Ciaran Laval has an article up: A Massive Cross Promotion Opportunity Stares Linden Lab And Adobe In The Face.
He makes some really good points for combining Second Life™ Premium accounts and an Adobe product subscription. I think the trigger for his thinking is the current Adobe off to provide Photoshop and Lightroom for US$9.99/month on a yearly basis. This is a deal.
Photoshop sold as a standalone package for about US$600. I’ve forgotten what Lightroom sold for. I think it was another $200 or $300.
I never paid much attention to it. I didn’t think I would use it. But, with the big CC package that has everything Lightroom is thrown in. I love it. Anyone that deals with large numbers of images, needs Lightroom. Continue reading
When modeling I am often looking for just the right texture. I skip looking for textures in Second Life™ simply because it is too hard to look at what is there. Some Third Party Viewers have better tools for managing textures and there are texture managers for sell in SL and the Market Place. But, I find them slow and awkward.
I usually browse over to CG Textures. They have an easy to browse collection of textures. Some are great and some are crap. Most require some serious work before they can be used and many lack the supporting files; normal, specular, occlusion, etc. But, they are free, with a daily download limit.
The Lab has a ‘Second Life LIMITS’ page in the wiki. It is a handy reference for a number of things. I missed that in December 2012 the page was getting revisions and has been for a time. The page has had a number of updates and new information added.
Updated Second Life Limits Page
This is a page editable by the community. In December Perrie Juran made some changes. In November Ibrew Meads, Kireji Haiku, Darien Caldwell, Uccello Poultry, and Stickman Ingmann were making changes. If you look through the page’s history there are some well known names contributing to the Wiki.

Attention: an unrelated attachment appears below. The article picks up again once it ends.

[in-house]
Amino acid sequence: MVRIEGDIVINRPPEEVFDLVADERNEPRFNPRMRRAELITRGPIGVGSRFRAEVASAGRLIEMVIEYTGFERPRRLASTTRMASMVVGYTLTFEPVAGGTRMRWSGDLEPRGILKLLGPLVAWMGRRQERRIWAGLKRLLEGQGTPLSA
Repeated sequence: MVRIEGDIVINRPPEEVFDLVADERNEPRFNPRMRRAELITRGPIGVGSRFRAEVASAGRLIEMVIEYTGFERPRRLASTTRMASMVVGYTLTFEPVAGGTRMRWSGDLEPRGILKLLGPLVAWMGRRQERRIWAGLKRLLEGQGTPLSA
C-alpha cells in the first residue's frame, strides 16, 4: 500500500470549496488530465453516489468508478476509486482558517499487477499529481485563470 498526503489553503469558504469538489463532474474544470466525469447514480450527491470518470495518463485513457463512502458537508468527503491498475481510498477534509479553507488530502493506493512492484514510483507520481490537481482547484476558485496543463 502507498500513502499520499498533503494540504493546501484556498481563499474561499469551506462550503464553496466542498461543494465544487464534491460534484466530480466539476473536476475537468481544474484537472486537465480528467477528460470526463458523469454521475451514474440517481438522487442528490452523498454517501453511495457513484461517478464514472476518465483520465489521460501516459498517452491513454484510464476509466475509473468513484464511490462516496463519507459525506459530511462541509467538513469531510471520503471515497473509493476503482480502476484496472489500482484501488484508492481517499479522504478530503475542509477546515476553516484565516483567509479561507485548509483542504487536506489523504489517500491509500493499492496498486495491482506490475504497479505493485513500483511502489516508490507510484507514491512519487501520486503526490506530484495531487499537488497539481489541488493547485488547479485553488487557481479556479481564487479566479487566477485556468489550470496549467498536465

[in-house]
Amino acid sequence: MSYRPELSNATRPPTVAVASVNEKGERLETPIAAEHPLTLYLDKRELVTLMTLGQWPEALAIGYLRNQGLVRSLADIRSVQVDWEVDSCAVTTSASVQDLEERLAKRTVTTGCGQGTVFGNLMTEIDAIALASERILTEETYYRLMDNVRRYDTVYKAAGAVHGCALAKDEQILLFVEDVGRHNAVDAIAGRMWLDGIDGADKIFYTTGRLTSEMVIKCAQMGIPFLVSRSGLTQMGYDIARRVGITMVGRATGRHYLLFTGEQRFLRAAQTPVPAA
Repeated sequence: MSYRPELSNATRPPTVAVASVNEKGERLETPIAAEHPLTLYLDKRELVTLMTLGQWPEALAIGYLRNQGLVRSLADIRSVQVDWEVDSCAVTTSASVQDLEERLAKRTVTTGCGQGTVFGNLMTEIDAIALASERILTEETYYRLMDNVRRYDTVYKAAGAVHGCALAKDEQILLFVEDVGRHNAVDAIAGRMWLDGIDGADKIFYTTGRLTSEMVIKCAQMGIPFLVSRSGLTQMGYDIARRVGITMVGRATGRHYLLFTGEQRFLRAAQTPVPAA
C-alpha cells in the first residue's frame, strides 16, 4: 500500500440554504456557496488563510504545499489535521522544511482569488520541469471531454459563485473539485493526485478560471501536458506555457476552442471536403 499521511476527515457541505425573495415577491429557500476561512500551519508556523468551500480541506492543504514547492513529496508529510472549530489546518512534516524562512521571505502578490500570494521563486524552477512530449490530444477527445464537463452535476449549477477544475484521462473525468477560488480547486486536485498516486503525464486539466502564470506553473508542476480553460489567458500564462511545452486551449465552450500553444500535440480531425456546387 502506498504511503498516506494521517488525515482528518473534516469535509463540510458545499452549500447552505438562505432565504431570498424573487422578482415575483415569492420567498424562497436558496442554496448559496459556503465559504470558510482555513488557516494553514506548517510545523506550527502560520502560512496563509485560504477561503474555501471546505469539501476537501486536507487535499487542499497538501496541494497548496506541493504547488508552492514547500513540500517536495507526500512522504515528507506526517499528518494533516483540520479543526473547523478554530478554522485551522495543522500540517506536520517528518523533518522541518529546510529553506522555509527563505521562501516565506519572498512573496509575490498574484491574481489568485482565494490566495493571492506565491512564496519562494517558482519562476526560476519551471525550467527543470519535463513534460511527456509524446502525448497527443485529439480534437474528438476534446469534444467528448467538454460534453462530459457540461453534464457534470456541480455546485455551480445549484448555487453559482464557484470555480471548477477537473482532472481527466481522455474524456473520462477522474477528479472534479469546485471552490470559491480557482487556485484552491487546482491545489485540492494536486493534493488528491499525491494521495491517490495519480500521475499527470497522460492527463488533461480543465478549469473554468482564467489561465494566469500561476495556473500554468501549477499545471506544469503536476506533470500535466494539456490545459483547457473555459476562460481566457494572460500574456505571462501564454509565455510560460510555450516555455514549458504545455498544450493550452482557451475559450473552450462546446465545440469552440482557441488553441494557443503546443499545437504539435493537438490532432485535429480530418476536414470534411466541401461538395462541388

I suspect most of us have seen this ‘No Room’ message at one time of another. When I first ran into it I wondered how they did that. Later I wondered about why they did that. I asked around and never got an answer for how or that it could be deliberate. I asked in the College of Scripting and Music Science in-world group. I explored the Ivory Tower Library of Primitive. I read forum threads. I never got a good answer.
There are two similar messages:
- No room to sit here, try another spot
- There is no suitable surface to sit on, try another spot.
Sit Tests - Click for larger image
I suspect most of us thought these a simple annoyance. Playing in combat regions and wanting to build defendable fortresses I realized the “No room to sit here, try another spot” thing could help with defenses, if I could just figure out how to make it work on demand. Try as I might, I couldn’t figure it out.
Ener Hax at “i live in science land” posted about a tutorial on prim twisting. The tutorial was made by Ayumi Cassini and posted in 2009 on Ayumi’s blog as: The ultimate guide to prim twisting. It and the in-world Ivory Tower Library of Primitive are the best sources of information for building with prims.
A Single Twisted Prim - Amazing
In our early entry into Second Life’s age of enthusiasm for mesh building, prims are still the primary material for most building. Understanding what can be done with prims gives one insight into which is a better choice for any build.
Check out the tutorial. I’m impressed.